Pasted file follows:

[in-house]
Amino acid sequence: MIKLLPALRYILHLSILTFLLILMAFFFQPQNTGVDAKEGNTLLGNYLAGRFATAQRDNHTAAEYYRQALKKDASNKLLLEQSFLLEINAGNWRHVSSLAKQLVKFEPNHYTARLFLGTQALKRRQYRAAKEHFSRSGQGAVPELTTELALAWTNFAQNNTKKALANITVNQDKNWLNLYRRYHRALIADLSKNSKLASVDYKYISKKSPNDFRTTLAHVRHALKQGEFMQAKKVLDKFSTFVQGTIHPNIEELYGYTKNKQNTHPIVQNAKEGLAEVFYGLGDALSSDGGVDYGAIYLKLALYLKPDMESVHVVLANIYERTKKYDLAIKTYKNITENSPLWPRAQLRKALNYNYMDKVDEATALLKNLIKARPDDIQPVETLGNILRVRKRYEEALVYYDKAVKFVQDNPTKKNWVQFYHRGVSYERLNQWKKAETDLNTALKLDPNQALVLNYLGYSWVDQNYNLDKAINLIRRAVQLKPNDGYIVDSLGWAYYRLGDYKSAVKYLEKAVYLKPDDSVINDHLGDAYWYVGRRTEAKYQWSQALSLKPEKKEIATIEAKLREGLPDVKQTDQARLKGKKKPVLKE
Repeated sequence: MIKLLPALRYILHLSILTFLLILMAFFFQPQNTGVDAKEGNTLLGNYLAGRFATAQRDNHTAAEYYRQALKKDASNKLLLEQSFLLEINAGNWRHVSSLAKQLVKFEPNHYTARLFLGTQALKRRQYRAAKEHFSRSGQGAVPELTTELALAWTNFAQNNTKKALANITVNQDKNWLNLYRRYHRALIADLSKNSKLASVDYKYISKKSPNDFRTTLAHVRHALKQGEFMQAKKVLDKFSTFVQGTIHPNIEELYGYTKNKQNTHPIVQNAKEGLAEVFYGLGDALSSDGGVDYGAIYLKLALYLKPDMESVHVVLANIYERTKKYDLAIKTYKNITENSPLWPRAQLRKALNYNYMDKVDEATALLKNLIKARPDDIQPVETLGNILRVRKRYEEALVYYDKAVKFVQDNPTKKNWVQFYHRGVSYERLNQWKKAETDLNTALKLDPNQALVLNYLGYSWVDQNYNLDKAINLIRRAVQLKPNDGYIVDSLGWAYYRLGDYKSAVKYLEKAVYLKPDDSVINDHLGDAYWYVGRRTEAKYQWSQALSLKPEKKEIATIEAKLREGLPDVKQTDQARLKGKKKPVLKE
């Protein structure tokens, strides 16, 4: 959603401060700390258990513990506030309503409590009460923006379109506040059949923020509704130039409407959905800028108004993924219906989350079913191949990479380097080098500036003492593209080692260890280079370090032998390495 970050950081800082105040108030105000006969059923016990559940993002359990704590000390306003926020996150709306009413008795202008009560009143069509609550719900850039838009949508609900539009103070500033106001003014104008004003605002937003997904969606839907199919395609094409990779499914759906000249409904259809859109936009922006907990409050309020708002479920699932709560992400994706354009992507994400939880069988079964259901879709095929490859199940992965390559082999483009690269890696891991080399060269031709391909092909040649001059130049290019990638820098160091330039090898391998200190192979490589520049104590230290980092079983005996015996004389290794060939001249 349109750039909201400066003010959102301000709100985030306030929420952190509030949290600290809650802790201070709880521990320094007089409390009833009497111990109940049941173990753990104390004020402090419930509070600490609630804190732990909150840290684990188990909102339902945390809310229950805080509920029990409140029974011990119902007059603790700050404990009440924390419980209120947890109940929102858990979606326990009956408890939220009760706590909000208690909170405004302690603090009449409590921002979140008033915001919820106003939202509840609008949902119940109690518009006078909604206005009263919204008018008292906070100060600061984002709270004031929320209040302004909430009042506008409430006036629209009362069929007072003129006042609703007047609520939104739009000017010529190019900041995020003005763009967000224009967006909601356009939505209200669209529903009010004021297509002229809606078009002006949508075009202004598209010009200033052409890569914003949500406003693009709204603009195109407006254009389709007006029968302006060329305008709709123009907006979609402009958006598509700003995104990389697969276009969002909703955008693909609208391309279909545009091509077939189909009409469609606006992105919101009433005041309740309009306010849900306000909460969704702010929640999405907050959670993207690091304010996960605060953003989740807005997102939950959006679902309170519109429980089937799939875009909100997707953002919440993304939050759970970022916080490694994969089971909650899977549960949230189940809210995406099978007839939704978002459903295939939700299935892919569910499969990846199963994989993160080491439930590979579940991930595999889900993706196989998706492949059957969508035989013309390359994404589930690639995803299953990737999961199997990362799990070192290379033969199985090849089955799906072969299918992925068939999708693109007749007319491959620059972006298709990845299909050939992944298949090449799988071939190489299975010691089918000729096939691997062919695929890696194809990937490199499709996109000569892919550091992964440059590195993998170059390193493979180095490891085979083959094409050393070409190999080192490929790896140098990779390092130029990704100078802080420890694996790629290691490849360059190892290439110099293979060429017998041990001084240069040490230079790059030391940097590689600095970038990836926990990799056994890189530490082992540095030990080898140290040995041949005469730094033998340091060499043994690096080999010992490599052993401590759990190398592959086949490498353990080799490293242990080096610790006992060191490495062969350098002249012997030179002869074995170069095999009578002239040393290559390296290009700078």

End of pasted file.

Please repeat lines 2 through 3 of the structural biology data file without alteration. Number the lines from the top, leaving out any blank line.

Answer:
Amino acid sequence: MIKLLPALRYILHLSILTFLLILMAFFFQPQNTGVDAKEGNTLLGNYLAGRFATAQRDNHTAAEYYRQALKKDASNKLLLEQSFLLEINAGNWRHVSSLAKQLVKFEPNHYTARLFLGTQALKRRQYRAAKEHFSRSGQGAVPELTTELALAWTNFAQNNTKKALANITVNQDKNWLNLYRRYHRALIADLSKNSKLASVDYKYISKKSPNDFRTTLAHVRHALKQGEFMQAKKVLDKFSTFVQGTIHPNIEELYGYTKNKQNTHPIVQNAKEGLAEVFYGLGDALSSDGGVDYGAIYLKLALYLKPDMESVHVVLANIYERTKKYDLAIKTYKNITENSPLWPRAQLRKALNYNYMDKVDEATALLKNLIKARPDDIQPVETLGNILRVRKRYEEALVYYDKAVKFVQDNPTKKNWVQFYHRGVSYERLNQWKKAETDLNTALKLDPNQALVLNYLGYSWVDQNYNLDKAINLIRRAVQLKPNDGYIVDSLGWAYYRLGDYKSAVKYLEKAVYLKPDDSVINDHLGDAYWYVGRRTEAKYQWSQALSLKPEKKEIATIEAKLREGLPDVKQTDQARLKGKKKPVLKE
Repeated sequence: MIKLLPALRYILHLSILTFLLILMAFFFQPQNTGVDAKEGNTLLGNYLAGRFATAQRDNHTAAEYYRQALKKDASNKLLLEQSFLLEINAGNWRHVSSLAKQLVKFEPNHYTARLFLGTQALKRRQYRAAKEHFSRSGQGAVPELTTELALAWTNFAQNNTKKALANITVNQDKNWLNLYRRYHRALIADLSKNSKLASVDYKYISKKSPNDFRTTLAHVRHALKQGEFMQAKKVLDKFSTFVQGTIHPNIEELYGYTKNKQNTHPIVQNAKEGLAEVFYGLGDALSSDGGVDYGAIYLKLALYLKPDMESVHVVLANIYERTKKYDLAIKTYKNITENSPLWPRAQLRKALNYNYMDKVDEATALLKNLIKARPDDIQPVETLGNILRVRKRYEEALVYYDKAVKFVQDNPTKKNWVQFYHRGVSYERLNQWKKAETDLNTALKLDPNQALVLNYLGYSWVDQNYNLDKAINLIRRAVQLKPNDGYIVDSLGWAYYRLGDYKSAVKYLEKAVYLKPDDSVINDHLGDAYWYVGRRTEAKYQWSQALSLKPEKKEIATIEAKLREGLPDVKQTDQARLKGKKKPVLKE